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Please help ID wild Ecuador rainforest Gesnerid

Posted by ecophotog 5b Michigan (My Page) on
Sat, Feb 11, 06 at 2:02

I think this plant is a Gesnerid, but I admit that I'm not totally sure of that. At first I thought it was an Episcia but the flowers are globose and that doesn't seem to fit.

This plant was growing in the lowland wet forest, not far from the Rio Napo, in eastern Ecuador. Under very heavy and intact primary forest canopy... quite dark on the ground where this was growing.

I'd really appreciate any help in finding the ID.
Here are some images of it: copy.jpg copy.jpg copy.jpg

TIA for any suggestions. Joe

Follow-Up Postings:

RE: Please help ID wild Ecuador rainforest Gesnerid

  • Posted by komi z7/8 DC (My Page) on
    Sat, Feb 11, 06 at 10:46

It looks like Pearcea hypocyrtiflora.

oh, and a link

  • Posted by komi z7/8 DC (My Page) on
    Sat, Feb 11, 06 at 10:54

I meant to give you this link as well.

Here is a link that might be useful: Genera of Gesneriaceae

RE: Please help ID wild Ecuador rainforest Gesnerid

Thanks for the help. I think you're right about the ID.

Here's a link with more pictures:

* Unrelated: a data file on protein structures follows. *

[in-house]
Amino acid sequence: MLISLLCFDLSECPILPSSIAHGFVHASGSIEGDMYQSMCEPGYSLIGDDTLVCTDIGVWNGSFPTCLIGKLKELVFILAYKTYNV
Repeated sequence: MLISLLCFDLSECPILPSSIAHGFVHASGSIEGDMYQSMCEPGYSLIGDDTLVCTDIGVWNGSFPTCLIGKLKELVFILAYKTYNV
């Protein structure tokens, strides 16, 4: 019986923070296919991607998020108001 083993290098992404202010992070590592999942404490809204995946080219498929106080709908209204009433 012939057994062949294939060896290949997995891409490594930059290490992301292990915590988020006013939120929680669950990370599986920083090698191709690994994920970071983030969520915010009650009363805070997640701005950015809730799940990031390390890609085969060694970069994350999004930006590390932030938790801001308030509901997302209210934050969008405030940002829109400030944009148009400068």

This diminutive rhizomatous plant has very attractive and colorful foliage, as well as unusual brilliantly red flowers. The lobes of the flowers do not open except under optimum conditions. The flowers are probably hummingbird pollinated. They grow in colonies in tropical rain forests.

Thanks, Joe

RE: Please help ID wild Ecuador rainforest Gesnerid

  • Posted by jon_d Northern Calif. (My Page) on
    Sat, Feb 11, 06 at 16:06

It certainly looks like P. hypocyrtiflora. There are other pearceas, formerly parakohleria, which come from Ecuador. But, the other species do not resemble hypocyrtiflora that closely. Its a gem of a plant, which is in cultivation. It is not hard to grow as long as it is enclosed and given sufficient root run. I have had plants that filled a large covered aquarium with offsets, from runners. But, mine flowered with fairly tall peduncles, while others have had flowers on shorter stems like yours. There is some clonal variation, and two or three have been in cultivation though some of these are probably lost. Currently the Ecuadorian orchid nursery, Ecuagenera is selling this species at orchid shows in the US. I expect to see their booth next week at the orchid show in San Francisco.

Thanks for showing us a photo from the wild. Ecuador is very rich in gesneriads, with new species being discovered all the time.


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